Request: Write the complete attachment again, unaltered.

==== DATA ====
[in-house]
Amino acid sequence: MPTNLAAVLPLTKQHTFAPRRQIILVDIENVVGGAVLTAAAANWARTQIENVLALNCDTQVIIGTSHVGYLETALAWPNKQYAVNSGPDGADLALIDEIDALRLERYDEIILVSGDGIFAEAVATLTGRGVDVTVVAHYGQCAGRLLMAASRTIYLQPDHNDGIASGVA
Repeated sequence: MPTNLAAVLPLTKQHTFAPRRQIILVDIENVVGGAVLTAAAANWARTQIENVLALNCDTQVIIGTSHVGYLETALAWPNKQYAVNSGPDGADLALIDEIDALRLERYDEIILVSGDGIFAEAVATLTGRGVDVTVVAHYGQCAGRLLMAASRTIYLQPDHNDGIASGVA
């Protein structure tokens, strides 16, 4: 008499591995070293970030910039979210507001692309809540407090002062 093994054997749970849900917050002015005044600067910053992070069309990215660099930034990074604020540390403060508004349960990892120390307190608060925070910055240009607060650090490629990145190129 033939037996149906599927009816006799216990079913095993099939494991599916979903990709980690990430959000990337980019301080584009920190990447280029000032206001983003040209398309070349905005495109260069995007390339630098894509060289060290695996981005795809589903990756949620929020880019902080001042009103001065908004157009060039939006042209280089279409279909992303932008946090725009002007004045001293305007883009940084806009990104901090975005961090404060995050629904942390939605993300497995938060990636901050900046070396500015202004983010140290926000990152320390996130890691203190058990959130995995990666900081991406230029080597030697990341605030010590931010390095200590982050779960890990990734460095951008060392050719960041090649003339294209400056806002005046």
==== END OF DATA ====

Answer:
[in-house]
Amino acid sequence: MPTNLAAVLPLTKQHTFAPRRQIILVDIENVVGGAVLTAAAANWARTQIENVLALNCDTQVIIGTSHVGYLETALAWPNKQYAVNSGPDGADLALIDEIDALRLERYDEIILVSGDGIFAEAVATLTGRGVDVTVVAHYGQCAGRLLMAASRTIYLQPDHNDGIASGVA
Repeated sequence: MPTNLAAVLPLTKQHTFAPRRQIILVDIENVVGGAVLTAAAANWARTQIENVLALNCDTQVIIGTSHVGYLETALAWPNKQYAVNSGPDGADLALIDEIDALRLERYDEIILVSGDGIFAEAVATLTGRGVDVTVVAHYGQCAGRLLMAASRTIYLQPDHNDGIASGVA
């Protein structure tokens, strides 16, 4: 008499591995070293970030910039979210507001692309809540407090002062 093994054997749970849900917050002015005044600067910053992070069309990215660099930034990074604020540390403060508004349960990892120390307190608060925070910055240009607060650090490629990145190129 033939037996149906599927009816006799216990079913095993099939494991599916979903990709980690990430959000990337980019301080584009920190990447280029000032206001983003040209398309070349905005495109260069995007390339630098894509060289060290695996981005795809589903990756949620929020880019902080001042009103001065908004157009060039939006042209280089279409279909992303932008946090725009002007004045001293305007883009940084806009990104901090975005961090404060995050629904942390939605993300497995938060990636901050900046070396500015202004983010140290926000990152320390996130890691203190058990959130995995990666900081991406230029080597030697990341605030010590931010390095200590982050779960890990990734460095951008060392050719960041090649003339294209400056806002005046």